Methuselah, a twisted, slow-growing bristlecone pine tree in California, was a seedling before the ancient pyramids were built in Egypt. Dendrochronologists have dated the tree’s age to be just over 4,850 years old, making it one of the oldest known living things in the world.
“Methuselah’s environment lacks nutrients, water, and oxygen. In other words, it’s the perfect place to grow very very old.”
The tree survives in the Ancient Bristlecone Pine Forest, a barren “moonscape” where the soil is primarily composed of a limestone called dolomite. “Created under the warm, shallow, inland sea that once covered this area,” the nutrient-poor yet alkaline-rich dolomite makes it almost impossible for plants to grow.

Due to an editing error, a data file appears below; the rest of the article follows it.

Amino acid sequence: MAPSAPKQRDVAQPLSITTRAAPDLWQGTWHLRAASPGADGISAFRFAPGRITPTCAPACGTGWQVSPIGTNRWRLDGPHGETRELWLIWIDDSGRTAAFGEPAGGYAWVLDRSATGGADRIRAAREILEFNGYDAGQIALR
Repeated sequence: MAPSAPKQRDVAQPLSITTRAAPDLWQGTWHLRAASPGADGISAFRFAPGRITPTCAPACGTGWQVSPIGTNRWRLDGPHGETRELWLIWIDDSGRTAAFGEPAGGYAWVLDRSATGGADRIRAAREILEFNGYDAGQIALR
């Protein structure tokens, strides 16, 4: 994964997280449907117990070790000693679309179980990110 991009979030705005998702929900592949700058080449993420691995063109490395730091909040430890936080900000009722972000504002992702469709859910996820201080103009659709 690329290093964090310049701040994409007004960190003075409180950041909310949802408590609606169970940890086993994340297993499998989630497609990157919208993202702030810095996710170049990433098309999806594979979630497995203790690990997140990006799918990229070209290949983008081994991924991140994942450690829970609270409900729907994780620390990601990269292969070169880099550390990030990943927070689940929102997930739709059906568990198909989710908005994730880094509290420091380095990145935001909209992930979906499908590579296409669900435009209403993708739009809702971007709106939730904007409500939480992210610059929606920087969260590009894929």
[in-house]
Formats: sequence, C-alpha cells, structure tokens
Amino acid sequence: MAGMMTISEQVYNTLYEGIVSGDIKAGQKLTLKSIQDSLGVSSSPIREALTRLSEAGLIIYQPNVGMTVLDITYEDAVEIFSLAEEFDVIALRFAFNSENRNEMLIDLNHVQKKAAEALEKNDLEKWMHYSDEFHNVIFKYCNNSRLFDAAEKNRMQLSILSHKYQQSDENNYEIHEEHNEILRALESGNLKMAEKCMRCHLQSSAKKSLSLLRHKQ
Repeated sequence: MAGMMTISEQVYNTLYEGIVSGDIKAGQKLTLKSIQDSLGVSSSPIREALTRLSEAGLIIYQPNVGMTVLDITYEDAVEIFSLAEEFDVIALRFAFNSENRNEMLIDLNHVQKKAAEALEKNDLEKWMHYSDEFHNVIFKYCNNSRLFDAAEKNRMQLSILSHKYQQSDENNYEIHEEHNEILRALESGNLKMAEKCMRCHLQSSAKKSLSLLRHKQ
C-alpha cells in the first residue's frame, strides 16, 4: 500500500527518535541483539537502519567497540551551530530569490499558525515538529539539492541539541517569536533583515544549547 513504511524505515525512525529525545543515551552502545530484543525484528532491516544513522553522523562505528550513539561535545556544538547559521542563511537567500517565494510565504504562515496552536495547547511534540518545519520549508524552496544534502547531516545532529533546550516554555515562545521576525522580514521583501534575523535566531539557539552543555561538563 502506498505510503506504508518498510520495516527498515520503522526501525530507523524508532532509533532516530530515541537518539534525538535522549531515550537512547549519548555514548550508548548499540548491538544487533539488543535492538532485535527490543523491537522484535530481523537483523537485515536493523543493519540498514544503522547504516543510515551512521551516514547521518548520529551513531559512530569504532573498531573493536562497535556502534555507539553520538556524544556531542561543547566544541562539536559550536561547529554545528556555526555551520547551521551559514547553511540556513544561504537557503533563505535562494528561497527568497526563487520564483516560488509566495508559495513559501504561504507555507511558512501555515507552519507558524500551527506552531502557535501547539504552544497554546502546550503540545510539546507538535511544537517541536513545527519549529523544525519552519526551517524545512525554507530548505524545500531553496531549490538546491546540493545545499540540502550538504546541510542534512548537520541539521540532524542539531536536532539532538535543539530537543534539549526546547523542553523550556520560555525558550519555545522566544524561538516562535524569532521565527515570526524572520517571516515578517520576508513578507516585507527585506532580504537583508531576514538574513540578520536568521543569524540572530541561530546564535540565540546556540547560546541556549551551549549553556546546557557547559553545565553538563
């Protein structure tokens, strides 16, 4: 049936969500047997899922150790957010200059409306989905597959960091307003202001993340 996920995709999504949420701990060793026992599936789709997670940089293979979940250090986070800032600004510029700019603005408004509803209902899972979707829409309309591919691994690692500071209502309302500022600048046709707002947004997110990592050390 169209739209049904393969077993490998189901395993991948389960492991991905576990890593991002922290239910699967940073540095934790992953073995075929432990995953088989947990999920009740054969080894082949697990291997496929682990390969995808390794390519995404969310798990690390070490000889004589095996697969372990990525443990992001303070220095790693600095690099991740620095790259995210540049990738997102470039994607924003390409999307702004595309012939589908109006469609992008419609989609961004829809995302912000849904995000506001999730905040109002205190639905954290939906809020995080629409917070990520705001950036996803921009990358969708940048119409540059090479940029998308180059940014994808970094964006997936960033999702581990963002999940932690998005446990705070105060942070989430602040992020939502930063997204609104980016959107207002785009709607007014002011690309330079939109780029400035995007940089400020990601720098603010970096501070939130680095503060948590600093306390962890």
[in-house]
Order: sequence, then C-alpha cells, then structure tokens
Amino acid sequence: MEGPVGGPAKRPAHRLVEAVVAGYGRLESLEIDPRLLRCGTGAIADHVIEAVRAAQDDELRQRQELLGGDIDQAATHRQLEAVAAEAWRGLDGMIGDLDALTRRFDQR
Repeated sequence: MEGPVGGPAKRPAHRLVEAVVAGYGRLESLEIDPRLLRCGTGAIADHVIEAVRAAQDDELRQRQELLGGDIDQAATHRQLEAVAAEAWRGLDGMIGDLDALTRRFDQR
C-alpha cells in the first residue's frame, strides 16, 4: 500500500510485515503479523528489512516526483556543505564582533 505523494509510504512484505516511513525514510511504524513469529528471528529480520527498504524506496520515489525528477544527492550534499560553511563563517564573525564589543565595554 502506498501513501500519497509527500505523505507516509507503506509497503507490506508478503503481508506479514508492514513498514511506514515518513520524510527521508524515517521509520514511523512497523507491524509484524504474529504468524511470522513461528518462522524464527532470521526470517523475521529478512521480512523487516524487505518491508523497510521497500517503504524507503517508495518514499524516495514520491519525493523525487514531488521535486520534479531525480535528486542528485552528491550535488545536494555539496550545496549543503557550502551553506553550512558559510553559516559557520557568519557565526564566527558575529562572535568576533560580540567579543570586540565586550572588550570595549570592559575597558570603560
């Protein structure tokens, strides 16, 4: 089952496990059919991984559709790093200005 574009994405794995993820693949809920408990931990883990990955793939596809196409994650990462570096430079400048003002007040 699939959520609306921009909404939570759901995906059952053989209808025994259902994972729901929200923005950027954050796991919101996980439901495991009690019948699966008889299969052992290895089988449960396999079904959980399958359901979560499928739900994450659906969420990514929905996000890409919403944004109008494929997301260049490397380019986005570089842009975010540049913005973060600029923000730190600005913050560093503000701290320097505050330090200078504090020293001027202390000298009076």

But bristlecone pine seeds can germinate in the high pH soil, and so the trees endure without competition.
How do we know Methuselah’s age? Some background from Inyo National Forest:
“Researchers use a device called an increment borer to extract a small cross-section of a tree. This sample provides a look at each tree ring and enables scientists to determine both the age of the tree and the pattern of its growth. There are many trees in the bristlecone pine forest of the White Mountains that exceed 4,000 years of age and are still growing. Recent research indicates there is a living tree older than 5,000 years.
“Bristlecone pine wood that has fallen to the ground can remain intact for thousands of years in the cold, dry climate of the White Mountains. Using a cross-dating technique that overlaps tree-ring patterns of living trees with the still intact patterns of dead wood, scientists have assembled a continuous tree-ring chronology extending nearly 10,000 years.”
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